Black Lives Matter Activists Take on a New Foe: Police Unions
Protests this week hit at cop unions, one of the strongest holdouts against police reform.
Protesters using plastic pipes and metal chains barricaded the entrance to the Patrolmen’s Benevolent Association headquarters in Manhattan on Wednesday morning. At the same time, protesters occupied the Fraternal Order of Police building in Washington D.C., waving flags and posters reading “#STOPFOP” and “The most dangerous fraternity in America.”
“The PBA protects cops that kill black people,” protester Jewel Cadet told the New York Post during the Wednesday protest. “We are here today to say that is not OK.”
New York City’s Patrolmen’s Benevolent Association acts a mediator between the city and its cops, negotiating for higher wages and more favorable contracts. Other cities’ police unions work on similar relationships with their local governments. But protesters say the unions’ legal power gives an unfair advantage to officers in police brutality cases, many of whom never face indictments let alone convictions in controversial deaths.
“We’ve been particularly interested in the way police unions have power over police departments and how they have prevented police departments and officers from being held accountable,” Dante Barry, executive director at the Million Hoodies Movement, told The Daily Beast. His group organized the protests with other activists groups like the Black Youth Project.
“They’ve often been the barrier between black people getting justice or not,” Barry said of the unions.
In police departments across the country, unions act as a first line of legal defense for officers involved in fatal shootings by providing them with arbitration services and internal appeals. New York’s PBA is so important to cops that when NYPD officer Peter Liang fatally shot unarmed Akai Gurley in November 2014, Liang texted his union representative before calling 911, even as Gurley lay dying.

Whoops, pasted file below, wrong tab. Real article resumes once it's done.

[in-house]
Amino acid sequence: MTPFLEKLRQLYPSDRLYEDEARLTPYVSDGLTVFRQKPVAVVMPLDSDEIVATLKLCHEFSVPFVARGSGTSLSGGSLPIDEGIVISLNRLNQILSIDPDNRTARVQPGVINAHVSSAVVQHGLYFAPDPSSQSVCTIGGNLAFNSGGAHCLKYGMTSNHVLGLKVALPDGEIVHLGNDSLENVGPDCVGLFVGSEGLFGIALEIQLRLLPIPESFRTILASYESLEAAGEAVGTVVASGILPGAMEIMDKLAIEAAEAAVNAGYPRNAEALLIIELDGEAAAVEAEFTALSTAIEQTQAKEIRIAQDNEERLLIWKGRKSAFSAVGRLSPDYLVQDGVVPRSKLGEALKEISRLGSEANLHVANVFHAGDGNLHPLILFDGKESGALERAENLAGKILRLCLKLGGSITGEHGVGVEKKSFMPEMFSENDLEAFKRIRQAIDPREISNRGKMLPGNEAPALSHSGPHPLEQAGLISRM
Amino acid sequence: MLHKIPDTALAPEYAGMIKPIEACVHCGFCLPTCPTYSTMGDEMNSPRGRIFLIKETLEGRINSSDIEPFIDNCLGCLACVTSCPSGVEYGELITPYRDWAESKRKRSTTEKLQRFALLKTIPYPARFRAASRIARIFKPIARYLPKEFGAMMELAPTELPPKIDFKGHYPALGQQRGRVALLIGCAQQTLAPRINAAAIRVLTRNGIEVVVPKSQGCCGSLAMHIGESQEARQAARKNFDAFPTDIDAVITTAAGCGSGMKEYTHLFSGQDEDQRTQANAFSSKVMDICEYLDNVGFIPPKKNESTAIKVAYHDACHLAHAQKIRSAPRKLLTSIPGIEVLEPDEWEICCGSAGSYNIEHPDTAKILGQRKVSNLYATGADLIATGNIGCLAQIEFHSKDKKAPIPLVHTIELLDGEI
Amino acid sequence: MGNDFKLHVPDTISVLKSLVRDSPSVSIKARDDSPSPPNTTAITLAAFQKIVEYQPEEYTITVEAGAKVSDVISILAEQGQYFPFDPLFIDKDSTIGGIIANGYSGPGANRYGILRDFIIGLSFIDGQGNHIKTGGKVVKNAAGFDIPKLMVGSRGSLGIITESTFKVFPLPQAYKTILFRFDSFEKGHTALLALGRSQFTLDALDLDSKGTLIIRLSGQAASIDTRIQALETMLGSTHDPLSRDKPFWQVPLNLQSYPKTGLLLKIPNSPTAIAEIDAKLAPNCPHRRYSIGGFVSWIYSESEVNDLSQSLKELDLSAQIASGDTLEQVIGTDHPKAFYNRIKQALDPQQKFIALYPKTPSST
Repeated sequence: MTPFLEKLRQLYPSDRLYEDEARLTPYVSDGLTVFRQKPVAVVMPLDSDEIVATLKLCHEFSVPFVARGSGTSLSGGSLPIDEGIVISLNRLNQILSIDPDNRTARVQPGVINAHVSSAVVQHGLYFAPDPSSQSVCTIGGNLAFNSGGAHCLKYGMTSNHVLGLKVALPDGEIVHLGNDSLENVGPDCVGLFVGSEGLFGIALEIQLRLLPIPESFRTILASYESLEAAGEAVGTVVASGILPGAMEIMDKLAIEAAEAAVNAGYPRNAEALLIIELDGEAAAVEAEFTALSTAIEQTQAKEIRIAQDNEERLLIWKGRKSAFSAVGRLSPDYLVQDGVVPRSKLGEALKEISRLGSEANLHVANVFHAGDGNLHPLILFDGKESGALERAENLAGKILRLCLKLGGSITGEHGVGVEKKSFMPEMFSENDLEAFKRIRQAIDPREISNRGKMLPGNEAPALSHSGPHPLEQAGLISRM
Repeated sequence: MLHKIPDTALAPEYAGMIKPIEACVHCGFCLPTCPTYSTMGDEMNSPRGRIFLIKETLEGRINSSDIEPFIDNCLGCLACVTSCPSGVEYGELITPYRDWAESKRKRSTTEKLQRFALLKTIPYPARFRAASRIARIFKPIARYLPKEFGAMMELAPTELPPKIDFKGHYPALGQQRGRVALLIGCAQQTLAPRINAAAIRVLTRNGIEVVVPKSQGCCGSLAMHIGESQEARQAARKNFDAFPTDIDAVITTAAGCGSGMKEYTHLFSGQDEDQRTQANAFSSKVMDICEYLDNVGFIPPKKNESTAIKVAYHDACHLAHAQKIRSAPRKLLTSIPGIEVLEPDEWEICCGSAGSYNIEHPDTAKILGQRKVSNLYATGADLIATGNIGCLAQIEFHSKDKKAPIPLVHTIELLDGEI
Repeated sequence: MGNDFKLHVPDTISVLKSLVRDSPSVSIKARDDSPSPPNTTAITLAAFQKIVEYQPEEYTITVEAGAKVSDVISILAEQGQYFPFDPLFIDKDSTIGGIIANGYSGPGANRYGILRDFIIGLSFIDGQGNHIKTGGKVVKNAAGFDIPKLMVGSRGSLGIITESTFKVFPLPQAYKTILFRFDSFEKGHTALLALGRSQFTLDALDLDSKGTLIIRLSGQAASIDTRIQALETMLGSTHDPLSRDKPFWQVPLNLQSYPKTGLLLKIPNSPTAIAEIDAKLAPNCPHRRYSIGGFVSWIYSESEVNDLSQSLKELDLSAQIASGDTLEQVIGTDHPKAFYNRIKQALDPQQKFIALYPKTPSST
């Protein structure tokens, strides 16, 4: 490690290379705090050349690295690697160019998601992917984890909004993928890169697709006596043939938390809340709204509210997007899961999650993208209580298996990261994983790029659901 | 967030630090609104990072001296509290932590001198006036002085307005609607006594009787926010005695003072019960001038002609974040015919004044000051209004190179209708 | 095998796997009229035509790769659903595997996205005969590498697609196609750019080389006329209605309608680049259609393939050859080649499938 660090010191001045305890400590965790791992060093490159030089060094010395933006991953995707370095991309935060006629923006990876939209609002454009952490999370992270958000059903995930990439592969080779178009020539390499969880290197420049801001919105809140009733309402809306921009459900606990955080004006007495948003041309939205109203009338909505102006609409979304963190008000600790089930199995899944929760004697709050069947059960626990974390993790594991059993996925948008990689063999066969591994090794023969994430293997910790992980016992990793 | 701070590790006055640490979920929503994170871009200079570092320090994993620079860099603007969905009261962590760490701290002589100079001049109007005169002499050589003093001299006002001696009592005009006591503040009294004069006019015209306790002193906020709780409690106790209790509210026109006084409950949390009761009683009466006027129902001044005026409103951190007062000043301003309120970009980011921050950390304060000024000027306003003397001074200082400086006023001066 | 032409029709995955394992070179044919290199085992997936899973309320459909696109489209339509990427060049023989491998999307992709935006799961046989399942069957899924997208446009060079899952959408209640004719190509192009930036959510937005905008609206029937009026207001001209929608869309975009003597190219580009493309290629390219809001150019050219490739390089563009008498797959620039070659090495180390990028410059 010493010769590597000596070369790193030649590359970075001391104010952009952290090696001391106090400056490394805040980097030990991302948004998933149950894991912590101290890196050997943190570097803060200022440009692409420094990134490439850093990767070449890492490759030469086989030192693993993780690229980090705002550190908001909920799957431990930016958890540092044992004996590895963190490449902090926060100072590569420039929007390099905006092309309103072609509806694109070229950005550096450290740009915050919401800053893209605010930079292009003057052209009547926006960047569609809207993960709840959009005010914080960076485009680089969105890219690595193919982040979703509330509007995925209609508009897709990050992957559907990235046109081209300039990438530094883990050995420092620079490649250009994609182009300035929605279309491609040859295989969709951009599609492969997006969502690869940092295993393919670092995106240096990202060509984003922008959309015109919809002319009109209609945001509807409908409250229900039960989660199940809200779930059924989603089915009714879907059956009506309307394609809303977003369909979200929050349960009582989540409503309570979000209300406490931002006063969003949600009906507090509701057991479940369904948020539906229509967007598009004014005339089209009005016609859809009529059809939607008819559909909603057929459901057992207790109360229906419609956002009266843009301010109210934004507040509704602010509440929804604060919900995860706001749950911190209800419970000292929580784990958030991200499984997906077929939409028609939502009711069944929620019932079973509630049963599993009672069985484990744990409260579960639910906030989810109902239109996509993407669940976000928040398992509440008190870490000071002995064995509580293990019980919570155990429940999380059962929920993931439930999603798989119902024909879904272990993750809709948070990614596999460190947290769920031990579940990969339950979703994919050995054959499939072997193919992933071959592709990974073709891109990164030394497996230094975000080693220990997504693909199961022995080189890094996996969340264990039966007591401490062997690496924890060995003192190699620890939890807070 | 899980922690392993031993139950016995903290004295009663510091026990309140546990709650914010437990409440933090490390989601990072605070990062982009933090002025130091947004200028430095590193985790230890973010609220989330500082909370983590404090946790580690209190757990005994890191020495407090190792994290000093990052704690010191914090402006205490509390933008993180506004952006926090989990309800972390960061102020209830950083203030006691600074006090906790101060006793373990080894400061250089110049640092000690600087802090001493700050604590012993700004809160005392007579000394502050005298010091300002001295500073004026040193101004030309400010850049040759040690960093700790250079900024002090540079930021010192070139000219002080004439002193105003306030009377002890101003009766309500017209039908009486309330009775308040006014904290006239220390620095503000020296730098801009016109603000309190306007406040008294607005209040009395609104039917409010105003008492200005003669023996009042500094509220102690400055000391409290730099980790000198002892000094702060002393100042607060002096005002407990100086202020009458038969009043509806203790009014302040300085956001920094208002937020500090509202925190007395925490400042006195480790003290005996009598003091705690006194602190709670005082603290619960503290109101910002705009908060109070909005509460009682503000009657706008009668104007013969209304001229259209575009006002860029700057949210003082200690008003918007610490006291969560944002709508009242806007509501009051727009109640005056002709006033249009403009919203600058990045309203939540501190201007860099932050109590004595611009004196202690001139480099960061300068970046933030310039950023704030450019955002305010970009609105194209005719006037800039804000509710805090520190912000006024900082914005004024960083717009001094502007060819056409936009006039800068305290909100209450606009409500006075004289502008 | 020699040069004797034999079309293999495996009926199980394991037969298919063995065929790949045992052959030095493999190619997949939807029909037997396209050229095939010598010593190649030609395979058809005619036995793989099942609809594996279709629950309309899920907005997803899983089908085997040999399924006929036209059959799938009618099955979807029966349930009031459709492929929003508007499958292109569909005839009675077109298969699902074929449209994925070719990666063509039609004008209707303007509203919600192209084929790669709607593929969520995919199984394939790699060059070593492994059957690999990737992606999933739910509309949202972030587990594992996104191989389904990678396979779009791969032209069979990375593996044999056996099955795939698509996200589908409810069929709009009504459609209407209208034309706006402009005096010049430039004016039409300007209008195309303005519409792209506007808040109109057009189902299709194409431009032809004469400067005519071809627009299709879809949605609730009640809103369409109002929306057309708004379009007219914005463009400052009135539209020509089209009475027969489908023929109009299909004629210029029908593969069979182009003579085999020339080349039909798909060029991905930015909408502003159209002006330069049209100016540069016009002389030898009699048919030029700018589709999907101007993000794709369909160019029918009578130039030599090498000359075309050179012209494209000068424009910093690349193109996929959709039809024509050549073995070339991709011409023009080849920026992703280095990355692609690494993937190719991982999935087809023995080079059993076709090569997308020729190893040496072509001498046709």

While occupying the PBA’s New York headquarters on Wednesday, protesters read out a list of demands, the first of which was “Fire Officer Isaacs, who murdered Delrawn Smalls in Brooklyn.”
The demand refers to NYPD Officer Wayne Isaacs, who this month shot and killed a man while off-duty in Brooklyn. The incident, originally described as a self-defense shooting, came under new scrutiny when footage emerged showing Isaacs shooting Smalls from the safety of his car, where he did not appear to face any credible threat from the civilian.
Isaacs is still on the police force, temporarily stripped of his gun and badge. A police official told The Daily Beast that Isaacs was not subjected to an interview until several days after the shooting, as union rules allow officers time to seek legal representation during deadly force investigations.
But PBA President Pat Lynch said the protesters (10 of whom were arrested) should take their grievances elsewhere.
“[Wednesday’s] protest was a display of misdirected and misinformed anger that should have been pointed at City Hall,” he told The Daily Beast in a statement, adding that “the climate police officers face is growing more dangerous by the day. Police officers are being shot at; that’s not ‘dialogue,’ it’s violence.”
This claim, that officers face a growing threat of violence, is a common refrain from Lynch and police union leaders. After the 2014 shooting deaths of two NYPD officers, Lynch made headlines for tying the murders to ongoing Black Lives Matter protests in the city, partially blaming the deaths on “those that incited violence on the street, under the guise of protest.”This narrative of protester-on-police violence has become a popular one this month, following a rash of police killings and killings by police.
But Barry says his organization will continue holding police unions responsible for their officers.
“We know in New York the PBA President Pat Lynch has used the killings of police officers as a wedge,” Barry said. “We know this. Now it’s about how do we hold police unions accountable and their departments accountable.”